Perfection Springerle Cookies
These whisked-egg holiday cookies date back to at least the 1600’s and are
made in Bavaria, Switzerland and the Alsace area of France.
For eating quality and ease and quality of cookie prints, this recipe is just perfection!
What You’ll Need:
1/2 teaspoon baker’s ammonia (Hartshorn) or baking powder. (If you use Bakers Ammonia, do not eat raw dough. Baker's Ammonia needs to be baked out.)
2 tablespoons milk
6 large eggs, room temperature
6 cups powdered sugar (1 1/2 #)
1/2 cup unsalted butter, softened but not melted
1/2 teaspoon salt
1/2 teaspoon of anise oil (if substituting fruit flavored oils, use 3-4 teaspoons)
2 lb. box sifted cake flour (Swansdown or Softasilk)
Grated rind of orange or lemon – optional (enhances flavor of the traditional anise or the citrus flavors)
More flour as needed
Dissolve hartshorn in milk and set aside. Beat eggs till thick and lemon-colored (10-20 minutes). Slowly beat in the powdered sugar, then the softened butter. Add the hartshorn and milk, salt, preferred flavoring, and grated rind of lemon or orange, if desired. Gradually beat in as much flour as you can with the mixer, then stir in the remainder of the 2 lbs. of flour to make stiff dough. Turn onto floured surface and knead in enough flour to make a good print without sticking.
It is not required, but I find the dough easier to work with when I refrigerate it for 8 hours before printing the cookies. (Refrigerating the dough is particularly helpful in humid conditions.) Seal the dough tightly in zippered plastic bags and in a sealed container so the dough does not dry out. The liquid ingredients absorb into the flour making it less sticky. You can refrigerate the dough for up to 3 days.
On a floured surface, roll dough into a flat pancake approximately 1/2 inch thick. Roll thinner or thicker based on the depth of the carving in the cookie press you are using. Shallow carvings will need to be thinner while deeper carvings will need to be thicker. Flour your cookie mold for each and every pressing. Press the mold firmly and straight down into the dough, then lift, cut and place the formed cookie onto a flat surface to dry. (I like to put the formed cookies directly onto a parchment lined cookie sheet, but you may put them on a countertop or tabletop covered with flour sack cloths if you do not have enough cookie sheets.)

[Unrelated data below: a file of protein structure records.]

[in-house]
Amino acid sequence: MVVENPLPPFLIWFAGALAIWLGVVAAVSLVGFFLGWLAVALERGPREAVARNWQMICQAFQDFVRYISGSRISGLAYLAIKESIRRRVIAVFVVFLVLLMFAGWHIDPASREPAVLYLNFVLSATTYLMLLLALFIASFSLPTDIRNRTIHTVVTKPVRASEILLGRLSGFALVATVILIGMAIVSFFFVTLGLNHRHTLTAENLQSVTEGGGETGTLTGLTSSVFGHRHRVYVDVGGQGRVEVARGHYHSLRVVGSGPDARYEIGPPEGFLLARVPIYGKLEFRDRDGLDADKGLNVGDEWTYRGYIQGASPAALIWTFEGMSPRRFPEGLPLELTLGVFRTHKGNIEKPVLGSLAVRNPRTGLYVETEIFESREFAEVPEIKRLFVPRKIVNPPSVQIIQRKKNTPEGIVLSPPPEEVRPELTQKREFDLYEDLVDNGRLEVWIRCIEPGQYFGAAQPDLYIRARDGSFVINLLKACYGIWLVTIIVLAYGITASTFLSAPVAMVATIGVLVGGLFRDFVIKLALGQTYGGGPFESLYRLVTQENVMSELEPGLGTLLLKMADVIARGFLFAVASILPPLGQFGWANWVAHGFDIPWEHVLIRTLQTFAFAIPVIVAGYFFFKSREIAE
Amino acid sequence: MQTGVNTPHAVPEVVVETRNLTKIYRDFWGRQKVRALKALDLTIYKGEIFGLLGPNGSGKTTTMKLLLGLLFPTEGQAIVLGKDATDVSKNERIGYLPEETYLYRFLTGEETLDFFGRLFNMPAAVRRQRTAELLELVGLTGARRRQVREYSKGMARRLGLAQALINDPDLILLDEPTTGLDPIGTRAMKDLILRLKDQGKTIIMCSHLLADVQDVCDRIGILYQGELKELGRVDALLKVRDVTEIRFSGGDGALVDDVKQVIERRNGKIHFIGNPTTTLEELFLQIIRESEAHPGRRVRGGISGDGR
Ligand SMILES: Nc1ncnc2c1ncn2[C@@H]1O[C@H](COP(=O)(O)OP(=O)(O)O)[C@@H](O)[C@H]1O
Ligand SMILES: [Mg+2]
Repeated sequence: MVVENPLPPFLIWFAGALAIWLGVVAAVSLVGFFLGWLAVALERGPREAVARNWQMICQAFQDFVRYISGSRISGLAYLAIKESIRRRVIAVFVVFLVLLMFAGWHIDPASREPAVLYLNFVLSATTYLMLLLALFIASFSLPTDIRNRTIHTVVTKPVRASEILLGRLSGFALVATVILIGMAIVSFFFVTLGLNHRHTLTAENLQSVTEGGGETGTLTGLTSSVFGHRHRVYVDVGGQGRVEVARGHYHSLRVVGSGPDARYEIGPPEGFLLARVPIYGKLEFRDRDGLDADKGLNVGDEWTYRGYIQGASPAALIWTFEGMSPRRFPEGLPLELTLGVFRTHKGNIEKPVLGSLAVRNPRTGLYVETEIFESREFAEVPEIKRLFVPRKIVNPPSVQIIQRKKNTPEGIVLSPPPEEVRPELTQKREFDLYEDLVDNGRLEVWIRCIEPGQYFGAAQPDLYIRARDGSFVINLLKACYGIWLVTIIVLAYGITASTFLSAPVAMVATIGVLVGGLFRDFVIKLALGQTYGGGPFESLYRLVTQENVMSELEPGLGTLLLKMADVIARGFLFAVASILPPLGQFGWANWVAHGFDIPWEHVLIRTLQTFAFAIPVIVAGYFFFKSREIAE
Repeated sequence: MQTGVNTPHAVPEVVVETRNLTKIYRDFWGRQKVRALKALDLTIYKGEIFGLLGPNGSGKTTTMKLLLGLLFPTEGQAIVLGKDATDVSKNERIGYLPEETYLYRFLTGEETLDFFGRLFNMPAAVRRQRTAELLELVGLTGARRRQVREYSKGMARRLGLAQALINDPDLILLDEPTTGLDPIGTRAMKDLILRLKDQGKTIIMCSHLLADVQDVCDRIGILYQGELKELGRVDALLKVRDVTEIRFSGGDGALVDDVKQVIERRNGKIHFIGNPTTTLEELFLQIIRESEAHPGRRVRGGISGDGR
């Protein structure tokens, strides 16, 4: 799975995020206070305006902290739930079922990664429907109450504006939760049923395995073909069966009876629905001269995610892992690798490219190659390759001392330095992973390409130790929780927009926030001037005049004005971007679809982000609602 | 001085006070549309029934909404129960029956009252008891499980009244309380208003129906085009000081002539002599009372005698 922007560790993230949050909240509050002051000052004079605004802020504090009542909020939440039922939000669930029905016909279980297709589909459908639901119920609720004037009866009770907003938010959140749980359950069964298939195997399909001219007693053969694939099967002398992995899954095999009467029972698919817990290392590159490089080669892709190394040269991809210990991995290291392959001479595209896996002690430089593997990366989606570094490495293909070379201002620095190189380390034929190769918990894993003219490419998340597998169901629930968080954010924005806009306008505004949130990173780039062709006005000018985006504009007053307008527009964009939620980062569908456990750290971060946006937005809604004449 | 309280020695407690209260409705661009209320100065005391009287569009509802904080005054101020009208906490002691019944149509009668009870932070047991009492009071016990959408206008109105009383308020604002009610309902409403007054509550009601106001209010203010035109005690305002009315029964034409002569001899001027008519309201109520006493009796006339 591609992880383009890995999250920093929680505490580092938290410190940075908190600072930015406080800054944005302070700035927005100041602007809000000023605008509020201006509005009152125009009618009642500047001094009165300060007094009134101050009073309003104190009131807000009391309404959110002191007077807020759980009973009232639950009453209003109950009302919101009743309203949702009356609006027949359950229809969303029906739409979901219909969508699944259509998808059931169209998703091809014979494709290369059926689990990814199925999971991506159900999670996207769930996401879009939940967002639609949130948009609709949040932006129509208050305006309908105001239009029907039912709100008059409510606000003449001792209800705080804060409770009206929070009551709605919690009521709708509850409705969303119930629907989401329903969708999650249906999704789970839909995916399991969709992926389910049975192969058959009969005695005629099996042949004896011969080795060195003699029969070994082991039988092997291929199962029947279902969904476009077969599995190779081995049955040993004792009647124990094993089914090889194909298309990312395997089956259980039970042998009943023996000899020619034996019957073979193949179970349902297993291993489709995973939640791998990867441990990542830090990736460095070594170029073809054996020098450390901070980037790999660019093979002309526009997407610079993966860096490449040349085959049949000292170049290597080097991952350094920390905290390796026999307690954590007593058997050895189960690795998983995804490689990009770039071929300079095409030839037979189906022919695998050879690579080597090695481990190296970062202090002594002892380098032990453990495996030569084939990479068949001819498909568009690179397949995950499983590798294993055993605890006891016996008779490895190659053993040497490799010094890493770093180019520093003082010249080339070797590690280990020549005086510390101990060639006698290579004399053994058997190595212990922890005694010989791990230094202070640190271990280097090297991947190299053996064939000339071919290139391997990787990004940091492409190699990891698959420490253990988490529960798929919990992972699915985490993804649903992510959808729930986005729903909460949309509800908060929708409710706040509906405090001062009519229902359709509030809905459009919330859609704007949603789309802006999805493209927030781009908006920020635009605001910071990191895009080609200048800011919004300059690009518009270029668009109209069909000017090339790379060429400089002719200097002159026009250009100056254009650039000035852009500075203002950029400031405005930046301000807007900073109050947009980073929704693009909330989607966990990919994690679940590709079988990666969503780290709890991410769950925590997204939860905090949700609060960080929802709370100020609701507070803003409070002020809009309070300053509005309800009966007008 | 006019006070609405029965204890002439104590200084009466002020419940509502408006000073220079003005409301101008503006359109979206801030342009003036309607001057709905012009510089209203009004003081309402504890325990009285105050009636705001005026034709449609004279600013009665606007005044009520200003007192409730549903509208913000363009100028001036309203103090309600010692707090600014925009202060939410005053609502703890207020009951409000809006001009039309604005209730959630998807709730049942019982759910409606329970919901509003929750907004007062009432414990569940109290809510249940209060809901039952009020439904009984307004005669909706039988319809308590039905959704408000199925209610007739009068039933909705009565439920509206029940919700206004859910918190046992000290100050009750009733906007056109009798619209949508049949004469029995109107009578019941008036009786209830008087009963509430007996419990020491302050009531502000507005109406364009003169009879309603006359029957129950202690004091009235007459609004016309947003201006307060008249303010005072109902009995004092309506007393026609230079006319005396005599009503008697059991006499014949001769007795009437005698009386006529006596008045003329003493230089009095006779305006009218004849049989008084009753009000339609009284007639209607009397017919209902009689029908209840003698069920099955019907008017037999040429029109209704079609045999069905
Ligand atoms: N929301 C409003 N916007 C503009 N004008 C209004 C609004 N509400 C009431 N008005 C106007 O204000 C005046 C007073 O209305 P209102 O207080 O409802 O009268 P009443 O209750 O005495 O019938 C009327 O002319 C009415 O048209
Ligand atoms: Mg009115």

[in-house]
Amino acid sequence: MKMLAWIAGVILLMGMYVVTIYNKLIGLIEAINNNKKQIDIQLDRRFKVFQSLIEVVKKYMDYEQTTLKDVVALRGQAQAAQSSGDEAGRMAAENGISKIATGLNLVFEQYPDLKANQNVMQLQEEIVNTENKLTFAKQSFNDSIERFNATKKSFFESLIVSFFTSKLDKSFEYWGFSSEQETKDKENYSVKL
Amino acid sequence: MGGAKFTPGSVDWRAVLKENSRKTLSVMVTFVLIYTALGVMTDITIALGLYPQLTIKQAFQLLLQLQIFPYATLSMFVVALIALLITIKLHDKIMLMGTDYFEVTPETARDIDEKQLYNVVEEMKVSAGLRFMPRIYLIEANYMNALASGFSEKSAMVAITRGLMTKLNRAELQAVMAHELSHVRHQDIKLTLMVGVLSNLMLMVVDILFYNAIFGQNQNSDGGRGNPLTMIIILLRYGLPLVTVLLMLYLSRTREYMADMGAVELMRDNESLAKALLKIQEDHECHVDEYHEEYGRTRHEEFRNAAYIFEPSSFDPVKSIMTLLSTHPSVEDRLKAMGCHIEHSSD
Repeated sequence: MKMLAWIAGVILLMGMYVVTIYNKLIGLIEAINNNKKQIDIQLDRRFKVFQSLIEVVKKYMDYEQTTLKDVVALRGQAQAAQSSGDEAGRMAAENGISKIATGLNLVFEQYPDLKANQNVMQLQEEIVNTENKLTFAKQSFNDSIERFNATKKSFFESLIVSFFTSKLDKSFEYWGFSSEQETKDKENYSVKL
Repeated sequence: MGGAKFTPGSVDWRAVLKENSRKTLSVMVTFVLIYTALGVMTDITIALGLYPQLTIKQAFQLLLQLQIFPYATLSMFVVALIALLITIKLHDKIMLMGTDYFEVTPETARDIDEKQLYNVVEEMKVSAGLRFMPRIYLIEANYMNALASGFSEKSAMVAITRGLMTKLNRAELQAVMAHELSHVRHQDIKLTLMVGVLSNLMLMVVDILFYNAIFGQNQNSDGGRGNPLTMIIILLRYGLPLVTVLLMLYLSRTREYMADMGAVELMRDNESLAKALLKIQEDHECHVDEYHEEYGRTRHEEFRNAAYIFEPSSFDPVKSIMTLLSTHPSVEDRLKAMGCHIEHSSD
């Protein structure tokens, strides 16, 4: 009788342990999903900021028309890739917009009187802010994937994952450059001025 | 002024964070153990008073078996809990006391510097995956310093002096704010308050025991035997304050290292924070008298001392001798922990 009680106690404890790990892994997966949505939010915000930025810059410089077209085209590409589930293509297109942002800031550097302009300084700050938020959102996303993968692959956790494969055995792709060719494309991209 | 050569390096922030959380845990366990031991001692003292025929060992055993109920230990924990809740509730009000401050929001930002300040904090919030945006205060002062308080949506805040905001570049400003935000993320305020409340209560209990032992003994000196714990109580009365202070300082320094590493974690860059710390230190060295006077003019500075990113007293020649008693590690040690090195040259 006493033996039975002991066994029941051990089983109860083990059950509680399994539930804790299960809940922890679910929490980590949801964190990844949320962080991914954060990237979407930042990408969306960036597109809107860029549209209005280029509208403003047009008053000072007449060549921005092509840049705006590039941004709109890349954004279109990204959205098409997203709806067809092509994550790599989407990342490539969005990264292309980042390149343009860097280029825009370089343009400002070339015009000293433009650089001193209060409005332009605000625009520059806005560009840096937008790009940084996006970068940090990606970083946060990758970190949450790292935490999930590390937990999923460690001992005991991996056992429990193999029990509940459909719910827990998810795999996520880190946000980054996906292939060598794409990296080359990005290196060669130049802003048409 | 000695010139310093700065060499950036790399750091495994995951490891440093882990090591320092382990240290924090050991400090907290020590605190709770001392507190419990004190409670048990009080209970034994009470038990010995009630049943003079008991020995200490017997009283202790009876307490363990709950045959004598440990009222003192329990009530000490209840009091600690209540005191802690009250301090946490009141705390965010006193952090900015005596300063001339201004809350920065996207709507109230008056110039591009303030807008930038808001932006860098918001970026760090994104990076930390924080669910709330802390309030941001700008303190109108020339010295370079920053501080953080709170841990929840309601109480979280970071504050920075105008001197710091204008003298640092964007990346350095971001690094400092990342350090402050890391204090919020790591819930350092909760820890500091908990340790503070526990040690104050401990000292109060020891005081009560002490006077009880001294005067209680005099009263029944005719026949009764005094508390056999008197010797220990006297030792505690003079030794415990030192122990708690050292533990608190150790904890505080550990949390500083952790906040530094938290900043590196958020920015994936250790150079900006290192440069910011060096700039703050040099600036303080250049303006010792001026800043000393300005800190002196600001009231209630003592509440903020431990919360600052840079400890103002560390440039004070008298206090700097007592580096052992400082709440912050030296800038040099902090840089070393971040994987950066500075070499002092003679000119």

Do not cover the cookies while they dry. The goal of drying is to set the design. Let the cookies dry at least 12 hours, but you will loose clearness of design. Best is a 24 hour drying period before baking to get a clean print after baking. Larger cookies and warm humid weather may require longer drying times. Cookies that are not dried long enough will not retain the beautiful designs, but will taste fine.
Bake on greased or baker’s parchment-lined cookie sheets at 255° to 325° till barely golden on the bottom, 10-15 minutes or more, depending on size of cookie. See Baking Times chart below for suggested baking times and temperatures.
Store in airtight containers or in zipper bags in the freezer. Cookie stored in tins in a cool dry conditions are best in my opinion. Tins seal but allow a slight amount of air circulation. Springerle keep for months, and anise flavor Springerle improve with age. Orange and lemon and almond flavors have a fully develop flavor when they are baked and cooled. Yield 3 to 12 dozen. Yields vary greatly depending on the cookie presses you use.
Generally, the larger the cookie, the lower the temperature, the longer the baking time. The smaller the cookie, the lower the temperature. But here are some considerations and guidelines for various sizes.
Ovens vary; some run hot or cold and others have “hot spots”. As a rule, electric ovens have more even heat and are drier, but this is not always the case. Thus, electric ovens may bake the cookies more quickly. Be sure to let the oven get back to the same temperature after opening the oven door and open and close the oven door as quickly as possible. Use the middle rack in most instances – the heat tends to be more even there.
Be sure to bake only the same size cookie on a single baking sheet.
The first time you bake a new size cookie, bake a single test cookie. Repeat until you get it right. Better to waste a few cookies than a whole tray. You want the top of the cookie to be very white and the bottom to be slightly golden. Break the baked test cookie in half and make sure that the cake-like texture is fully formed and that no doughiness remains; this is especially important when you use hartshorn (you want to completely bake out the ammonia.)
If you roll cookies very thinly, reduce the temperatures and baking times. If you have thicker cookies, you may need to add 1 to 3 minutes to the baking times.
Examples of Baking Times
Below are some examples of some Springerle sizes and suggested temperatures and baking times. These guidelines assume a cookie thickness of 3/8 to 5/8 inches:
Approx 1.5 to 2 by 2 to 2.5 inches – a very common size found in multiple image presses. Examples are M7615 Cassie’s Garden and M4028 Mixed Motifs.
Bake at 300 to 325 degrees F for 10 to 12 minutes.
Approx 1 x 1 to 1.5 inches. Example is M5736 Petting Zoo.
Bake at 225 degrees F for 10 to 12 minutes.
When baking very small Springerle, think about popcorn; you want the heat to penetrate very quickly to the center of the popcorn kernel to “pop” or burst the kernel. You do NOT want that to happen to your Springerle, so lower the temperature for slower rising.
Approx 2 to 3 by 2 to 3 inches – a common size of single image cookie molds. Examples are M5383 Winter Sleigh Scene and M7444 Jane’s Bouquet.
Bake at 300-325 degrees F for 12 to 14 minutes.
Approx 3 x 5 inches and larger.
Bake at 290-300 degrees F for 14 to 16 minutes.
Just increase time on even larger cookies. Do not go above 300 degrees as you will not be able to control the browning as well. Larger cookies-think lower and slower.